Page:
The Fight for California

John Fremont. Photograph: Mathew Brady. Engraving: J.C. Bottre.

President James Polk, prior to the beginning of the Mexican-American War, had an idea for how to gain new territory for America. He was not going to limit the acquisitions solely to what could be gained with Mexico through military conflict south of Texas. He had his eyes on California and New Mexico, and he had a plan for how to get those two territories.

With the war imminent, President Polk dispatched Commodore John Sloat to occupy San Francisco and Captain John Fremont to California. See Daniel Walker Howe, What Hath God Wrought: Transformation of America, 1815-1848, 753. As the Mexican-American War progressed, they and their followers were to occupy as much land as possible, so that when America signed a peace treaty, it would be able to acquire all land occupied. Id.

Just when Mexicans began to be suspicious of Fremont, he started a small rebellion, which would become somewhat of a revolution culminating in Fremont and his group creating a flag with a bear depicted on it and declaring the independence of California from Mexico. Id. at 754 citing Neal Harlow, California Conquered (Berkeley and Los Angeles, 1982), 97-114.

Sloat arrived in California and proclaimed that he was not engaging in any wartime occupation, but rather, this was permanent annexation of California to the Americans. Daniel Walker Howe, What Hath God Wrought: Transformation of America, 1815-1848, 755. He had no authority to make this proclamation, but he was cutting short the possibility of an “independent California Republic.” Id.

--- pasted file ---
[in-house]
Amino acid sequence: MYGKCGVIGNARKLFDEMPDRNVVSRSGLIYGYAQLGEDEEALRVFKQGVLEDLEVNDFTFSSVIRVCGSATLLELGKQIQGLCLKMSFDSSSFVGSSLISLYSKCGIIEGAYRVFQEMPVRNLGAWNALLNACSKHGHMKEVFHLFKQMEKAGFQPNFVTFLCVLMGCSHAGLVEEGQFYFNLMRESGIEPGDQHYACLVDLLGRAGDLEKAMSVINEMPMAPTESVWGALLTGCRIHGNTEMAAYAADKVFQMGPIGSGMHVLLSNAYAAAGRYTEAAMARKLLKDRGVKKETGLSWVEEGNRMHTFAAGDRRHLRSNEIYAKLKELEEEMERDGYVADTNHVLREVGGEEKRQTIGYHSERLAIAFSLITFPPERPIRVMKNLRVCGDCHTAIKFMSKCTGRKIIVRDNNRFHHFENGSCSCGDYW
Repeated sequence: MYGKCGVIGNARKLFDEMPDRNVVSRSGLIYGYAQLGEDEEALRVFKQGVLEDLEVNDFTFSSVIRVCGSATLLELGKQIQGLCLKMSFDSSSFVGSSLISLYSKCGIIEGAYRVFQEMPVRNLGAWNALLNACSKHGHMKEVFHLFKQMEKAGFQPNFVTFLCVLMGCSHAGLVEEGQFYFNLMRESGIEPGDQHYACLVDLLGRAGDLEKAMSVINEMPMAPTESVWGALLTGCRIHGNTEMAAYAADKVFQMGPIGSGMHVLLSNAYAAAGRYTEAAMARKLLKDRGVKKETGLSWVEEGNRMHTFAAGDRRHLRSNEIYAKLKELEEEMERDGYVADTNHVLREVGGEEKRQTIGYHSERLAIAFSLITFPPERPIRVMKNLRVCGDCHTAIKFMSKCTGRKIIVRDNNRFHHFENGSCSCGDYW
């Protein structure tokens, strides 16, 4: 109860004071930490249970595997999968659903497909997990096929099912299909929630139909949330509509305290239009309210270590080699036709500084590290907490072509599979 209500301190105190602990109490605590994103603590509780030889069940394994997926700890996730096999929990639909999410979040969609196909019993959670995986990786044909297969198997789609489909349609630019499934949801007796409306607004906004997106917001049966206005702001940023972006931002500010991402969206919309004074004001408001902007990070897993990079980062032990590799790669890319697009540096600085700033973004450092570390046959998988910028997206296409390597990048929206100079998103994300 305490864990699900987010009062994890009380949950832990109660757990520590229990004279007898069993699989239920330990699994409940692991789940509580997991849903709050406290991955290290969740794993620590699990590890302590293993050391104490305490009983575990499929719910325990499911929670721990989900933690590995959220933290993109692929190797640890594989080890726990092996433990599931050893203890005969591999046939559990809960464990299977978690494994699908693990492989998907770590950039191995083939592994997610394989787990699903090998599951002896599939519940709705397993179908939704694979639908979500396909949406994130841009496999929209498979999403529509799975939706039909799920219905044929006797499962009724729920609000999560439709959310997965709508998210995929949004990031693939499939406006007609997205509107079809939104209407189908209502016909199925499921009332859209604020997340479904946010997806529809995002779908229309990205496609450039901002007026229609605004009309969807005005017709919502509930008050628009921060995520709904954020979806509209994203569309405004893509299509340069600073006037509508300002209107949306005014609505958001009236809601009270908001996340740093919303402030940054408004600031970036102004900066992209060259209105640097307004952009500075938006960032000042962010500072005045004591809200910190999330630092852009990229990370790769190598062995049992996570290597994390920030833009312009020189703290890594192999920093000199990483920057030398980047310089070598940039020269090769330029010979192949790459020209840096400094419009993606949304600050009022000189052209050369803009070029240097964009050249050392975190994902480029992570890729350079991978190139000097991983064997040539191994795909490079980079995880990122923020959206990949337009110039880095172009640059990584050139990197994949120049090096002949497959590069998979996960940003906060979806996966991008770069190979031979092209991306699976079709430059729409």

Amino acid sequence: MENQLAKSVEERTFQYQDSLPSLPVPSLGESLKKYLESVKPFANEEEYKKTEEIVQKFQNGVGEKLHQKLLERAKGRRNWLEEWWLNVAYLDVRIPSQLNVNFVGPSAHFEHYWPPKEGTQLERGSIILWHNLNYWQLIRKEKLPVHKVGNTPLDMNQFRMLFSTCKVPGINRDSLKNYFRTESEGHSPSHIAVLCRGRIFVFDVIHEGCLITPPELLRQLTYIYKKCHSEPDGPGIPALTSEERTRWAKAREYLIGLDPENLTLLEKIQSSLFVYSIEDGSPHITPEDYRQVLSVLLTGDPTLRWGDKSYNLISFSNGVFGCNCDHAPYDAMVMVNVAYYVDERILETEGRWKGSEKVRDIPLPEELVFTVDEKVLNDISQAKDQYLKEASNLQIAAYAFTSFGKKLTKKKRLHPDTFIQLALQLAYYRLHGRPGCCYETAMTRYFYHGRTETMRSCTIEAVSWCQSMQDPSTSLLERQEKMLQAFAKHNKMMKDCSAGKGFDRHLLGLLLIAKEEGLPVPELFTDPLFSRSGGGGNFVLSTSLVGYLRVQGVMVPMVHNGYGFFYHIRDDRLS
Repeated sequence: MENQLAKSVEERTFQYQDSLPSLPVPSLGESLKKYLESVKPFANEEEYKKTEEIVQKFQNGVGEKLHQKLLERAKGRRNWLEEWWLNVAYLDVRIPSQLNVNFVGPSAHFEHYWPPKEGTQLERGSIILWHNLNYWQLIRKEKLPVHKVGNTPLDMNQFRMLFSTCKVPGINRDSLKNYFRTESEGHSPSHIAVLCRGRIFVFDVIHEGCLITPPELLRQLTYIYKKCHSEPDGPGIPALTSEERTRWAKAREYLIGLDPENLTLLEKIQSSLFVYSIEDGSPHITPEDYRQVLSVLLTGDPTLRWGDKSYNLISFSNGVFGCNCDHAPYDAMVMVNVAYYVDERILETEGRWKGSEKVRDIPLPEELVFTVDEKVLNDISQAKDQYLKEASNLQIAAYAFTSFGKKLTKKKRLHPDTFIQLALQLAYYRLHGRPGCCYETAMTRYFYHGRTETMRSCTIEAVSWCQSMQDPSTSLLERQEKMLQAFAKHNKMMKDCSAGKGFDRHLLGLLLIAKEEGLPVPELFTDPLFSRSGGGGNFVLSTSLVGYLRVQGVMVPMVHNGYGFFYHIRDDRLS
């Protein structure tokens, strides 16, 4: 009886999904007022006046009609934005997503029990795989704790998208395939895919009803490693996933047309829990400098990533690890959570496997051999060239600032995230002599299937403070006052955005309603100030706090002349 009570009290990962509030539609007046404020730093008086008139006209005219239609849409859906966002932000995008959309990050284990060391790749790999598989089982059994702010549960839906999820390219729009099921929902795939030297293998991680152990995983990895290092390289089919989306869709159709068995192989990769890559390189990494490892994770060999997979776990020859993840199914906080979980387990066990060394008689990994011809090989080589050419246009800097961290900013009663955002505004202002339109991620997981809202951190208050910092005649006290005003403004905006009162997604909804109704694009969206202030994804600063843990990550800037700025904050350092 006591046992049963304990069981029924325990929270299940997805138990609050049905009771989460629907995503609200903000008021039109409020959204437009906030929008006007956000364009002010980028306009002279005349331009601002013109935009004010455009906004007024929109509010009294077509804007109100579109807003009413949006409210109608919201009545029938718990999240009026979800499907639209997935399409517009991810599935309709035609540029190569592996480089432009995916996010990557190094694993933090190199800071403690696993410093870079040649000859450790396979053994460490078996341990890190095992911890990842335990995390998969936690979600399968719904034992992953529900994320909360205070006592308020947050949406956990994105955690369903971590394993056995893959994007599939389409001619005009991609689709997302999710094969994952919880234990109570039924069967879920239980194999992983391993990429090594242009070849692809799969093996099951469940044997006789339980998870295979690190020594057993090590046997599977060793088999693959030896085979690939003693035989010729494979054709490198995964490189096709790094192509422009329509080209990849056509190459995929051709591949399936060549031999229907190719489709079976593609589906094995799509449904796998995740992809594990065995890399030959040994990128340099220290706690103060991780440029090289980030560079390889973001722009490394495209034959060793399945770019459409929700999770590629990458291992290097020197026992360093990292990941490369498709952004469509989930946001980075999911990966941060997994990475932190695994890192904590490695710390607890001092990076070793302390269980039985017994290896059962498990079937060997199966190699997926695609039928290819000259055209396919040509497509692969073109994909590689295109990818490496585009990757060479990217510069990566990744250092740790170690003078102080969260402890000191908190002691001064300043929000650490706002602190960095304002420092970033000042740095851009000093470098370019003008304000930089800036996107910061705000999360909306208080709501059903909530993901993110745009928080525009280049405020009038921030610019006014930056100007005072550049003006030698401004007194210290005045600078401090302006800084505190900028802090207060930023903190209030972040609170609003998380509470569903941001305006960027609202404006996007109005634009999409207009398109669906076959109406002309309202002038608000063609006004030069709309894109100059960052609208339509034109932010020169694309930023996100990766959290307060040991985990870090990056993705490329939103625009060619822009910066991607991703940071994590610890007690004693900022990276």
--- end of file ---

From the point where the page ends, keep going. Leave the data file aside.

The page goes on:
Not long thereafter, Robert Stockton arrived from Texas and calmed the tension between Sloat and Fremont. Id. at 756. Then, Stockton and Fremont took on the task of conquering as much of California as possible. Id. The residents of the territory would not capitulate, however, stirring up conflict throughout the territory. See id. Ultimately, Fremont and Stockton quelled the widespread violence. See id. at 756-57.

President Polk appeared to be achieving his objective, but an unintended consequence emerged. Fremont had become a celebrity, despite being dismissed from the military. See id. at 757. Just a decade later, Fremont would challenge the Democrats in the Election of 1856 in the presidential election.

The style of governing can have significant consequences for a political party and for the future of the country. President Polk’s focused approach on acquiring territory was reckless, but it was also endangering his treasured political party’s future.

Further, with the benefit of retrospection, modern Americans can understand the ulterior motives that may underlie a war or a conflict. While many Americans were focused on the war with Mexico, President Polk was putting the pieces in place to create a miniature war in California and acquire even more territory.

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